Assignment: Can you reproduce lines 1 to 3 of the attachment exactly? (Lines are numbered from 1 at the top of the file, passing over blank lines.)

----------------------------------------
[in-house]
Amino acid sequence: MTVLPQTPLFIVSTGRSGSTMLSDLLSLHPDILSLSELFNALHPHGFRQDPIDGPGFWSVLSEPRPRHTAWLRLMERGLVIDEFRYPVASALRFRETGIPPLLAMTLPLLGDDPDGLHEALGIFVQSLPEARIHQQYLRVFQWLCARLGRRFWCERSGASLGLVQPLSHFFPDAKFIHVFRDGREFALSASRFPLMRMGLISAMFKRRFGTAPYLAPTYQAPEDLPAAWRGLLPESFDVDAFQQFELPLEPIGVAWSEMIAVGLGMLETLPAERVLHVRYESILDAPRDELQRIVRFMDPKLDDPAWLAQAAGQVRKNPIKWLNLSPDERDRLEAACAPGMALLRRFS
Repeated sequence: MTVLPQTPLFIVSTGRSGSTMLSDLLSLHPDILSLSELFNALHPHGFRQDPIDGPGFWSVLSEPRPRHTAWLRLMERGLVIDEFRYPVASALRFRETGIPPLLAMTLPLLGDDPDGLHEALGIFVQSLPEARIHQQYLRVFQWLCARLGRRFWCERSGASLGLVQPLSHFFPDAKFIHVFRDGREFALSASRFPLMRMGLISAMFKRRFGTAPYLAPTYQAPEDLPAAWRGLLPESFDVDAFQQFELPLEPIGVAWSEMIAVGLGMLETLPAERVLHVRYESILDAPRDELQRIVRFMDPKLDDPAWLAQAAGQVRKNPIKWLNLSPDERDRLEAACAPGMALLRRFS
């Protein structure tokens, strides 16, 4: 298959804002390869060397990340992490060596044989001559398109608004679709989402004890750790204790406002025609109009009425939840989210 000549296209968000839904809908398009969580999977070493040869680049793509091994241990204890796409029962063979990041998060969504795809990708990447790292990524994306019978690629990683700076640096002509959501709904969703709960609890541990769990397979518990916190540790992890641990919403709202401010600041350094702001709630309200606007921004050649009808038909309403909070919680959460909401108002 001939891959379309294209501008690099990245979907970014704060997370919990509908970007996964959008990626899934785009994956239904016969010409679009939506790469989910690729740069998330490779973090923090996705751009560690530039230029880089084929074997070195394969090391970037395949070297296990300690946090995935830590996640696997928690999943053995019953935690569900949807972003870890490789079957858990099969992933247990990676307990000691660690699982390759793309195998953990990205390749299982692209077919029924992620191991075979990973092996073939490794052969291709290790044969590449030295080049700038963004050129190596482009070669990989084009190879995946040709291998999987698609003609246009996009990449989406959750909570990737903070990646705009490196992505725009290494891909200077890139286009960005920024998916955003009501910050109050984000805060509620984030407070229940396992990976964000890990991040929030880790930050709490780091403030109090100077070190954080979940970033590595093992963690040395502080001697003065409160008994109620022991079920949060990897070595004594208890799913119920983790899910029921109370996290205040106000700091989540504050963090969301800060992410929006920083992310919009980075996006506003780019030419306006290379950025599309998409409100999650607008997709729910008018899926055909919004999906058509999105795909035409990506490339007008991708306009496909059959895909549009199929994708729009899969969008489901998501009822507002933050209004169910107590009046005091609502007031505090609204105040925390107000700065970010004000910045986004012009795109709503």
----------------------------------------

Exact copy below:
[in-house]
Amino acid sequence: MTVLPQTPLFIVSTGRSGSTMLSDLLSLHPDILSLSELFNALHPHGFRQDPIDGPGFWSVLSEPRPRHTAWLRLMERGLVIDEFRYPVASALRFRETGIPPLLAMTLPLLGDDPDGLHEALGIFVQSLPEARIHQQYLRVFQWLCARLGRRFWCERSGASLGLVQPLSHFFPDAKFIHVFRDGREFALSASRFPLMRMGLISAMFKRRFGTAPYLAPTYQAPEDLPAAWRGLLPESFDVDAFQQFELPLEPIGVAWSEMIAVGLGMLETLPAERVLHVRYESILDAPRDELQRIVRFMDPKLDDPAWLAQAAGQVRKNPIKWLNLSPDERDRLEAACAPGMALLRRFS
Repeated sequence: MTVLPQTPLFIVSTGRSGSTMLSDLLSLHPDILSLSELFNALHPHGFRQDPIDGPGFWSVLSEPRPRHTAWLRLMERGLVIDEFRYPVASALRFRETGIPPLLAMTLPLLGDDPDGLHEALGIFVQSLPEARIHQQYLRVFQWLCARLGRRFWCERSGASLGLVQPLSHFFPDAKFIHVFRDGREFALSASRFPLMRMGLISAMFKRRFGTAPYLAPTYQAPEDLPAAWRGLLPESFDVDAFQQFELPLEPIGVAWSEMIAVGLGMLETLPAERVLHVRYESILDAPRDELQRIVRFMDPKLDDPAWLAQAAGQVRKNPIKWLNLSPDERDRLEAACAPGMALLRRFS